Secret no.39 A fried breakfast

3627037828_cd296af6c2_oAt 105, Kathleen Hilton has earned the right to eat what she wants for breakfast. And what she wants is bacon, sausage, tomatoes, eggs and beans – the ‘full English’.

Her son David told eager national newspapers: “Kath loves her weekly breakfast. It must be the fry ups which are giving her the long lease of life. That and good genes.”

Born in Grimsby, Kathleen left school at 15 to work as a bookkeeper in the docks, met her husband Matt in the town and married him at the Old Clee church there (wearing blue rather than white in recognition of the tragic death of a brother, Leslie). Matt died in 1984 but Kathleen continued to lived alone and independent until the age of 100. She is now a resident at Homefield House care home. Angela Dannett, who works there, confirms Kathleen’s fondness for a full English: “She loves it. If she could have a cooked breakfast every day, she would.”

So could the full English be a factor in Kathleen’s long life?

Plausibility rating: 5 out of 10. We’ve grown up with the advice of US nutritionist Adele King ringing in our ears: ‘Breakfast like a king, lunch like a prince, dine like a pauper‘. Unfortunately there’s really no definitive evidence to support it. While some studies do suggest that breakfast is good for you, the weight of evidence really doesn’t demonstrate any benefit to eating your biggest meal in the morning*.

Nor is a cooked breakfast the best breakfast you can eat. While tomatoes are good, eggs are fine (again in moderation) and baked beans are great (if a bit heavy on sugar), altogether they’re laden with calories (upwards of 800), fat and salt. And the sausage and bacon  are prime examples of the processed meat we’re encouraged to eat in moderation because of an association with cancer.

All of which is probably why Kathleen doesn’t have it every day. In a bit of the story that’s all too easily overlooked, her son David told the local newspaper that, while she has the full-English every Saturday morning, ‘she has porridge throughout the week’.

Now that’s more like it as a real longevity secret. It might not have grabbed the attention and made it into the national newspapers though and Kathleen would have missed her brief bit of fame. Let’s home she enjoyed it as much as her weekly fry-up.

* Despite this the very enthusiastic Mr Breakfast website (‘All breakfast, all the time’) lists every piece of positive research about breakfast that’s been published, as well as a database of all 1,528 cereals every made, from Addams Family Cereal to Zoe’s O’s.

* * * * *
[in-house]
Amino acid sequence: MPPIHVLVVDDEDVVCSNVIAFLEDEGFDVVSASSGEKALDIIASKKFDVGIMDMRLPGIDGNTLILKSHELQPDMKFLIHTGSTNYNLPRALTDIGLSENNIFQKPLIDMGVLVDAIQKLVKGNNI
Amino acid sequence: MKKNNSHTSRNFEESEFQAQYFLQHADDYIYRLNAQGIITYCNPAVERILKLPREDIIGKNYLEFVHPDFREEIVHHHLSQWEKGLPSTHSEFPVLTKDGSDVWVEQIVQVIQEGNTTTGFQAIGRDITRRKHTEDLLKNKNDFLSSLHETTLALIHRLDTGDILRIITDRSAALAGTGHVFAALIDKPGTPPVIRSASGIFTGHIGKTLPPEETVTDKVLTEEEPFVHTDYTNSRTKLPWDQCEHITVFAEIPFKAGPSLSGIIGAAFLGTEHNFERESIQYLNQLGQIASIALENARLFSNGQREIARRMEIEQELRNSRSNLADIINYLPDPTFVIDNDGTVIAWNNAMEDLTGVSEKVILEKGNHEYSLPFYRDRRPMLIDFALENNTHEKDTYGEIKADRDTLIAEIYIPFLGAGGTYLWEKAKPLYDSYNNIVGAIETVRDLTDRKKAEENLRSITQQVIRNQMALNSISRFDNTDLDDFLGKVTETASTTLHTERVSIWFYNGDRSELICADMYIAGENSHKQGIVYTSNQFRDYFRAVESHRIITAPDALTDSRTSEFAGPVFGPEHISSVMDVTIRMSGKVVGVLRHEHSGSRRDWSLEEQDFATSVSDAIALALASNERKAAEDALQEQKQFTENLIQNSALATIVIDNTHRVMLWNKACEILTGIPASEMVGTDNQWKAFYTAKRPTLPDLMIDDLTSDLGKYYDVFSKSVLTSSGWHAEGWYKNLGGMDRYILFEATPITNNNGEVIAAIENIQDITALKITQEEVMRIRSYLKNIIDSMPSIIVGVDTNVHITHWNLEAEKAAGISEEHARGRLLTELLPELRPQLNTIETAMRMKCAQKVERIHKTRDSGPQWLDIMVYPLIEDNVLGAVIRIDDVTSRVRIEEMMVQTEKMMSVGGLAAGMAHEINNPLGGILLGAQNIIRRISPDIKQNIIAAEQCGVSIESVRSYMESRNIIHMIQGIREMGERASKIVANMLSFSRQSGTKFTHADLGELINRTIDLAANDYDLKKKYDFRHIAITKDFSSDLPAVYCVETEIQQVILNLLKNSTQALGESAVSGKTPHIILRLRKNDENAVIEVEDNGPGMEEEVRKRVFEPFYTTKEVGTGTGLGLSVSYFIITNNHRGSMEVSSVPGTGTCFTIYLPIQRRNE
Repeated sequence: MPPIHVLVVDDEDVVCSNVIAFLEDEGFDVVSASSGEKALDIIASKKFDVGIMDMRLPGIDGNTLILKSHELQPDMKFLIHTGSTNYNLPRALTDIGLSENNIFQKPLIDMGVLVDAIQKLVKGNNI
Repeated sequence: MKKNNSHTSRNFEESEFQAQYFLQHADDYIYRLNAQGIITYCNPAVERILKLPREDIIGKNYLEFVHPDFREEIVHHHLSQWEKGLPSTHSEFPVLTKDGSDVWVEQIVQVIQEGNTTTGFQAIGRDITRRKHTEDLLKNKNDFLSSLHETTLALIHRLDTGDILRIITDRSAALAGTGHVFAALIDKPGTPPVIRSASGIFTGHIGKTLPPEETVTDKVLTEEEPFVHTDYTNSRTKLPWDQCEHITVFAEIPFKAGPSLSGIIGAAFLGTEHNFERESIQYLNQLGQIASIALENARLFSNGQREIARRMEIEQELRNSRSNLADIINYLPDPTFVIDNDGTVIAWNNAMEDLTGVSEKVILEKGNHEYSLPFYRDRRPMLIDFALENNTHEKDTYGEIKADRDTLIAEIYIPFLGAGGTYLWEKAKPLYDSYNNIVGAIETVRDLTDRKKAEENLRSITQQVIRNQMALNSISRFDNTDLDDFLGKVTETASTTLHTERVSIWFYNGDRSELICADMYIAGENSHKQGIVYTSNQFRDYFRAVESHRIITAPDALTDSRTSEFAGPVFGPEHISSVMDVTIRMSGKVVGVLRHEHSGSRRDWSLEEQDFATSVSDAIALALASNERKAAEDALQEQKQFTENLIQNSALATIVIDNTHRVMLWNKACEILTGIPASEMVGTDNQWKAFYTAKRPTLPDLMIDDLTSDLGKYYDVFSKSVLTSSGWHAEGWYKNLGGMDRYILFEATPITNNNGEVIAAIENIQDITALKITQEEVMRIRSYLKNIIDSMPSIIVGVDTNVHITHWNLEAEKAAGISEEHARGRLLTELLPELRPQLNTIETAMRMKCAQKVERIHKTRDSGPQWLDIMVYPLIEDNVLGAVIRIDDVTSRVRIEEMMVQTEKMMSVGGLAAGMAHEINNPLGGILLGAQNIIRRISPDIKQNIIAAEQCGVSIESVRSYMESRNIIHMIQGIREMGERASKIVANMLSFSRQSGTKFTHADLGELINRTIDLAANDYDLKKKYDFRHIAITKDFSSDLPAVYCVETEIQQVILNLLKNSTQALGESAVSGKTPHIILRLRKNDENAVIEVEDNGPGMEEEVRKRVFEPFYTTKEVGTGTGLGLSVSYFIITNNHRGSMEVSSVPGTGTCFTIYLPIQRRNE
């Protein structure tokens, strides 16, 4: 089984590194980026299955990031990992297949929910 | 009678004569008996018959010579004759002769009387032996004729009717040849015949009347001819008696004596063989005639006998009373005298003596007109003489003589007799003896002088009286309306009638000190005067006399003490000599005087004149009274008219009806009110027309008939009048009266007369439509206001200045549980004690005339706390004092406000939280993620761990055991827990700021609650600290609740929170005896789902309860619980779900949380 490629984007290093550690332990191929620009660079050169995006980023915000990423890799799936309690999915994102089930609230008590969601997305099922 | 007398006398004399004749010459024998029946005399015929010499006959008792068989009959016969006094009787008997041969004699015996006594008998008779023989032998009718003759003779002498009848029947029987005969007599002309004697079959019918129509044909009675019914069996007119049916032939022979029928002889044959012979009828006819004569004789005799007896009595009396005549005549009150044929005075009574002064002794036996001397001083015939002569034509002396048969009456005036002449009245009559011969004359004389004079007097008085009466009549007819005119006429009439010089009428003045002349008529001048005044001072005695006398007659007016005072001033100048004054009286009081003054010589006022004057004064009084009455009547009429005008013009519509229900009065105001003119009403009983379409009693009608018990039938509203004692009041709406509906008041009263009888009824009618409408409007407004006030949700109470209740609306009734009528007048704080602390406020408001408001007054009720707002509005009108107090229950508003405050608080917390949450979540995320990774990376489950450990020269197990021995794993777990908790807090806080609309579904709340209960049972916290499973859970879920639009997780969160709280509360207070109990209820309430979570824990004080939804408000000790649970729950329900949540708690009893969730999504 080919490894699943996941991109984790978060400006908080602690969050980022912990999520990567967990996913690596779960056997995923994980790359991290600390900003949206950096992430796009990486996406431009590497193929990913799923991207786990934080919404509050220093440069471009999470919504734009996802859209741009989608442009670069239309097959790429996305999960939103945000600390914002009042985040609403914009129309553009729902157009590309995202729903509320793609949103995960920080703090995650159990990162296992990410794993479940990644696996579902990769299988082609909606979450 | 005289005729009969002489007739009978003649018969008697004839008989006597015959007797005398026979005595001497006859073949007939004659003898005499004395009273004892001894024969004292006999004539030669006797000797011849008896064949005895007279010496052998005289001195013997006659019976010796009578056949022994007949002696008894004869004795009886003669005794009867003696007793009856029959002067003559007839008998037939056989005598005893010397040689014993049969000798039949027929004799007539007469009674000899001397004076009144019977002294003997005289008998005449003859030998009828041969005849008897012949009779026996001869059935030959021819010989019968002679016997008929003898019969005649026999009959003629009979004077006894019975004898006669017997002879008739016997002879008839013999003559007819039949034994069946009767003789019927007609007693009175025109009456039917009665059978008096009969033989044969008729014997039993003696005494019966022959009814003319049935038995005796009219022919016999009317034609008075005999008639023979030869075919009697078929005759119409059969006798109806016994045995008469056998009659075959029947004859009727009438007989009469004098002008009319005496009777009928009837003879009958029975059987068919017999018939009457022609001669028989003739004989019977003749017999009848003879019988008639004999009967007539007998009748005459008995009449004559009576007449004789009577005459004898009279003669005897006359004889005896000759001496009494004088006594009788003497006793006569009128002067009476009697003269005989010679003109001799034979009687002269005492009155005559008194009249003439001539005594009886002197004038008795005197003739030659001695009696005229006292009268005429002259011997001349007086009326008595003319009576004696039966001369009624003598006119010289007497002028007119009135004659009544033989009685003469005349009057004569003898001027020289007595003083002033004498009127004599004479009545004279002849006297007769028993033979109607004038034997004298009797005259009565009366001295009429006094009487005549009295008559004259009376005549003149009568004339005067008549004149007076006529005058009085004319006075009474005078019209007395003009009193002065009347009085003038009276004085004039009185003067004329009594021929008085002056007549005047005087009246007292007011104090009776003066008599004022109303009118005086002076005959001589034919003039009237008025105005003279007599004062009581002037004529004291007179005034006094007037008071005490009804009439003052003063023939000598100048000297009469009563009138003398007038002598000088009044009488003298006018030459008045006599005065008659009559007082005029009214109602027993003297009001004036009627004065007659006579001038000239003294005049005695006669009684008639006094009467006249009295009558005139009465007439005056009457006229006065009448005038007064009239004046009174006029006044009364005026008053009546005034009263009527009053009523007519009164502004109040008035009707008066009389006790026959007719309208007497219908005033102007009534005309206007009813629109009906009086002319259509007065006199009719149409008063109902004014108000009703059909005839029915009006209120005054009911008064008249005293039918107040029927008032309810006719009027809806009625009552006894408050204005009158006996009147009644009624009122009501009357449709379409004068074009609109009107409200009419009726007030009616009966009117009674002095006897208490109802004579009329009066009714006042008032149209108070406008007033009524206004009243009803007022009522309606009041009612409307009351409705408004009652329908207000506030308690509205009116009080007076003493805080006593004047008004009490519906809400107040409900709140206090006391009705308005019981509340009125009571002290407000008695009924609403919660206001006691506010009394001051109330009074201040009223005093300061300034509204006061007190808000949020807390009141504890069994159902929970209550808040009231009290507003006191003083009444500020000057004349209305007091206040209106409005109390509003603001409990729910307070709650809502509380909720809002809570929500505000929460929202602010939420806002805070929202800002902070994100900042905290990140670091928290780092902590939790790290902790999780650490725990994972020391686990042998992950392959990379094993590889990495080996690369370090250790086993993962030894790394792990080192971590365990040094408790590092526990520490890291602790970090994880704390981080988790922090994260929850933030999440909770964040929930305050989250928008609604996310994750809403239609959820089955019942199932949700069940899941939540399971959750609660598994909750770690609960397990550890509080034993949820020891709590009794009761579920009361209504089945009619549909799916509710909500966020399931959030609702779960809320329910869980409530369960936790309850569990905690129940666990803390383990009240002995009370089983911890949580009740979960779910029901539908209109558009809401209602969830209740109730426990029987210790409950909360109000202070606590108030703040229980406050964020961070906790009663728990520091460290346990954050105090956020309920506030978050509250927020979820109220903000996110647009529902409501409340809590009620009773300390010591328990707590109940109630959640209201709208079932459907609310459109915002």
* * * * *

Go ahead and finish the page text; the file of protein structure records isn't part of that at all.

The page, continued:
I am grateful to Christine Miller at Independent Age for finding this longevity secret for me. Thanks Christine!

photo credit: The Full English via photopin (license)

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STORY SO FAR: top-rated ways to live to 100

Twenty entries in to our ‘101 ways to live to 100′ and already one or two trends are emerging. Alcohol and religion both turn up in quite a few of our centenarians’ secrets to longevity, as does chocolate. So far, no one has mentioned genetics (though a few have mentioned ‘family’). And our surprise leader is mountaineering.

Our league table below is surely the only time these words have ever appeared in a list together:

9/10: Mountaineering
8/10: A loving family; Be happy and enjoy life;
7/10: A good doctor; praising God
6/10: One meal a day; sleep; hard work
5/10: ChocolateMonogamy; Guinness; Yoga; a lot of booze
4/10: Two raw eggs;
3/10: Work less overtime;
2/10: Bacon
1/10: Water from a wishing well
0/10: Pearls
No score: Good food; stem cells

Back soon with: Does a sense of humour help you live longer?

Secret no.13 Bacon

1444659348_d8f95a9ccaWe’ve met the remarkable Susannah Mushatt Jones before, when she was quoted as saying that ‘sleep’ was the key to her longevity. But as she turned 116 on July 7th, and remained the world’s oldest woman, she apparently told a reporter that there was another factor: bacon.

Every morning, it’s reported, she has four rashers of bacon with eggs and a sign in her kitchen says: “Bacon makes everything better.”

So –  assuming she really did say it – is that the secret of a life that started in Alabama as one of 12 children picking crops, before moving to New York as a nanny?

Plausibility rating: 2 out of 10. Let’s be honest, bacon really is not the key. In fact there’s research to suggest that processed meats like bacon are actually a risk factor for longer life, not a likely way of achieving it. Most recently the World Health Organisation advised that 50g of processed meat daily was enough to increase the risk of colorectal cancer by 18 percent. That’s half of what Susannah’s been eating every day.

All in all, if you want to take Susannah’s advise her original ‘secret’ – sleep – is probably a better bet.

photo credit: latest bacon breakfast via photopin All rights reserved by the author